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The Path to Unity

I remember the moment as if it were yesterday. It was the first night of the 2016 Democratic National Convention, and I was walking by Clinton supporters in the Louisiana delegation that occupied seats just off the floor, while high above them a group of Sanders delegates from the vicinity of the Colorado delegation were chanting their candidate’s name in … Read More

Resurrection

Extraordinary times produce extraordinary events. One week ago, the most relevant question about Joe Biden was whether he could exit the presidential contest with grace and end his political career with dignity. Today, he sits atop the Democratic field with the most delegates and a clear path to the nomination. If there is a more stunning turnaround in American political … Read More

After South Carolina

Joe Biden chose the right time to win a primary for the first time in three attempts at the presidency. Or maybe a better way to put it is if Biden hadn’t won South Carolina yesterday, it would have been his last presidential primary. Instead, by finishing almost thirty points ahead of Bernie Sanders, Biden dominated in South Carolina and … Read More

Dazed and Confused

He yells at you from the podium. His ideas are crazy. He’s too old. He’s not even a member of the party he wants to lead. He’s unelectable.  Yet, as much as they tried, establishment Republicans were unable to stop him. Their legacy frontrunner, Jeb Bush, couldn’t resonate with an electorate that sixteen years earlier had rallied enthusiastically to his … Read More

Money Can’t Buy You Love

Can Elizabeth Warren be the “centrist” alternative to Bernie Sanders? As the political world reacts to the fallout from Wednesday’s explosive Democratic presidential debate in Las Vegas, Warren may emerge as the only remaining candidate with the potential to build a coalition broad enough to contest the deep, unwavering support that has propelled Bernie to frontrunner status and allowed him … Read More

After New Hampshire, A Work In Progress

Rightly or wrongly, Iowa and New Hampshire have traditionally winnowed the field of candidates and given structure to presidential contests. Not this year. In this most unconventional of cycles, when Democratic voters are desperate to find a candidate who can defeat Donald Trump and no one has yet emerged as the clear choice to do it, the Democratic presidential race … Read More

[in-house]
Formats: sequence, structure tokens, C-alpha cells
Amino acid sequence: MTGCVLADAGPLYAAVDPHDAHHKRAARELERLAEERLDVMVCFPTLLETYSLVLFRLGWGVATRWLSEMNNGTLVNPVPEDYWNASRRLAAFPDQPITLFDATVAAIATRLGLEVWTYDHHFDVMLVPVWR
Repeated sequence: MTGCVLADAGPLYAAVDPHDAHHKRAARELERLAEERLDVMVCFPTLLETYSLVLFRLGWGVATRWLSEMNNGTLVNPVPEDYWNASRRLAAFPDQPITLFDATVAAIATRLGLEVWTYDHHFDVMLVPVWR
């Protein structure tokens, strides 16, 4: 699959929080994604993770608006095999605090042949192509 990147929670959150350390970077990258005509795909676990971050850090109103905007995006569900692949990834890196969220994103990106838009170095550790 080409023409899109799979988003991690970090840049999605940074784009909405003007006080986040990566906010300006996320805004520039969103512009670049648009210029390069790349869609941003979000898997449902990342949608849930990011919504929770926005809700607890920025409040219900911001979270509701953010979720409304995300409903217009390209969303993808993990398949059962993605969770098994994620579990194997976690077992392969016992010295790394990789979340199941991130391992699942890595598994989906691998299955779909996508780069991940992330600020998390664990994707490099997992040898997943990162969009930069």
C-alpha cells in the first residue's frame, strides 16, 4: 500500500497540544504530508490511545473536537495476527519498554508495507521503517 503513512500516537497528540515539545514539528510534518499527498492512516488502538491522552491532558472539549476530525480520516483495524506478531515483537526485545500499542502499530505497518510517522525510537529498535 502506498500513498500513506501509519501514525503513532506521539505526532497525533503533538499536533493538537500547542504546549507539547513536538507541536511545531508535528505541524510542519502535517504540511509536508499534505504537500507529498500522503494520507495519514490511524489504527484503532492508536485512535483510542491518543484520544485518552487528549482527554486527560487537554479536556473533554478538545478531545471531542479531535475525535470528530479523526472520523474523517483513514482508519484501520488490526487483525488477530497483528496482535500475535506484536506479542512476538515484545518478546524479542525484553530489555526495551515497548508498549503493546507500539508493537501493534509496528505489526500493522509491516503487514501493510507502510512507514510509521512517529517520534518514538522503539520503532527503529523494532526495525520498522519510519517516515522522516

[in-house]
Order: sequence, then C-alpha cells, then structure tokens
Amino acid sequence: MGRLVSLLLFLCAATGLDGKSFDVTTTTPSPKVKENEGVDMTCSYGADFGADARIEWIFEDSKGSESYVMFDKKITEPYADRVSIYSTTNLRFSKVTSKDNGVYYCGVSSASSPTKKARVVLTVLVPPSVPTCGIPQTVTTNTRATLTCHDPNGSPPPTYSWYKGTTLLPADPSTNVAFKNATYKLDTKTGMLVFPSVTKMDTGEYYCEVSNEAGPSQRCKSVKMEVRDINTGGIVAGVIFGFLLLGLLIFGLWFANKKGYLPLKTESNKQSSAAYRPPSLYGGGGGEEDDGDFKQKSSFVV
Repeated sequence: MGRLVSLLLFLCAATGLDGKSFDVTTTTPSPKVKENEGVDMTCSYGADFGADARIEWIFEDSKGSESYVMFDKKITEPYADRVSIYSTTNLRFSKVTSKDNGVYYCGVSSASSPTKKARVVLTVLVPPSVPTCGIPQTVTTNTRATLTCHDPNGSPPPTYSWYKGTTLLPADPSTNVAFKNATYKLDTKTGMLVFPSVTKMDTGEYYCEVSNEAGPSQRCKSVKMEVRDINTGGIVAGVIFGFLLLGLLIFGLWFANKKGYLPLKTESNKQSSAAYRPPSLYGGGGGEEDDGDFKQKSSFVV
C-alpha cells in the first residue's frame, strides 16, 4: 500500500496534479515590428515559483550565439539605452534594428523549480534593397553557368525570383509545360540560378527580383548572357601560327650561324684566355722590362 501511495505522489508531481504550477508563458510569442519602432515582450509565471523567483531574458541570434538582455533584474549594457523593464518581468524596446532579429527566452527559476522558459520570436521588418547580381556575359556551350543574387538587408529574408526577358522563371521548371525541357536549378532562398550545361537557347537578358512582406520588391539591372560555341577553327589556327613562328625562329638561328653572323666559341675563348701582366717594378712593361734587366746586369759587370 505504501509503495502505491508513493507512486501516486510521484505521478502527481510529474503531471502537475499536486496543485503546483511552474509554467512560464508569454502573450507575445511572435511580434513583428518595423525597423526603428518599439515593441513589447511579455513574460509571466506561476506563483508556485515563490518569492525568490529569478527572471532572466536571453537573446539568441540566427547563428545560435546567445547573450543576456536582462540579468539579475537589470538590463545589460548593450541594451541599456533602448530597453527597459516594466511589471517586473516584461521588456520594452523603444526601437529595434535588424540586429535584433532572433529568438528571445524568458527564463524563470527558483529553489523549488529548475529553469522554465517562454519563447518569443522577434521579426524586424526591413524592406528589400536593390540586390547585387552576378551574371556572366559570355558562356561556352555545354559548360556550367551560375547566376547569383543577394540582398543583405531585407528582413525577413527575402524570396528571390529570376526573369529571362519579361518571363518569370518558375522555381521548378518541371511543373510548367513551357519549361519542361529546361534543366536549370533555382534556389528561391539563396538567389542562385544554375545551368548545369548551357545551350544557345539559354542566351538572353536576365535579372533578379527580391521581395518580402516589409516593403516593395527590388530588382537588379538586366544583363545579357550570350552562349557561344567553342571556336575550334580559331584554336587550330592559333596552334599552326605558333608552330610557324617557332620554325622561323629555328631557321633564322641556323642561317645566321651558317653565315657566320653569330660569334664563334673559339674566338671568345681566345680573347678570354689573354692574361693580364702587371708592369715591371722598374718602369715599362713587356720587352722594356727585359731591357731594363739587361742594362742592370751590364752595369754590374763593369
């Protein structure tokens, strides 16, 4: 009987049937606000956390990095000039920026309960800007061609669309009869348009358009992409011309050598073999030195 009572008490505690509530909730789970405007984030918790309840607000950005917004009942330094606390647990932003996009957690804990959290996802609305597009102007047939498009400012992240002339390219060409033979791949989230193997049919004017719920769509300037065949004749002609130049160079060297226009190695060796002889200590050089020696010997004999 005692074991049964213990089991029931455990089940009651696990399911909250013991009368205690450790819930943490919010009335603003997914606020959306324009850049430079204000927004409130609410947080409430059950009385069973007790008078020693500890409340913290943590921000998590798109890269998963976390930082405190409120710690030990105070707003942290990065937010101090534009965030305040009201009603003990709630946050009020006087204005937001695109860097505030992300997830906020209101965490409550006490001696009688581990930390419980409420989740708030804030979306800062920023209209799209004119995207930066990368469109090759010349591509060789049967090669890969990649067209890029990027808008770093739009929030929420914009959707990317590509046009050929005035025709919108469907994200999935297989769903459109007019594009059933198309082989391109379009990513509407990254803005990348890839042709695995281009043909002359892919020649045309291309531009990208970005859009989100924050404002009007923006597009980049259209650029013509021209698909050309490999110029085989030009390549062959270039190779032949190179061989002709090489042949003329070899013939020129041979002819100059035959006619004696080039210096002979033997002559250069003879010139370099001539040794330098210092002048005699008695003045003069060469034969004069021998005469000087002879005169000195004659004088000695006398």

Re-Mystifying Iowa

Well that was . . . interesting. One week ago I tried to demystify the opaque Iowa caucus process in a post about what to expect and how to interpret the results. Of all the possibilities I considered, I somehow overlooked the one where an untested app used by precinct captains to report their results to the state party would … Read More

Remember, They Felt This Was Their Best Option

Let’s work backwards from the necessary outcome of an impeachment trial that was always about political survival and never a search for the truth. To avoid their undoing, Senate Republicans had to find a way to make impeachment disappear without admitting Trump did anything wrong, preferably in time for him to take a victory lap at Tuesday’s State of the … Read More

Demystifying Iowa

The longest pre-season in America will end one week from tonight when votes are cast in the Iowa caucuses, closing a year of campaigning that has seen 17 candidates drop out before the balloting began. I’m asked a lot of questions about Iowa — usually about how the caucus works and why it matters so much — because the process … Read More

Extraction

In my year-end post, I raised the possibility that a large portion of the country is poised to reject the outcome of this year’s election, regardless of what that outcome might be. That’s because the 2020 election will be about whether to bring the Trump Reaction to an end or ratify it. Barring an unlikely turn of events leading to … Read More

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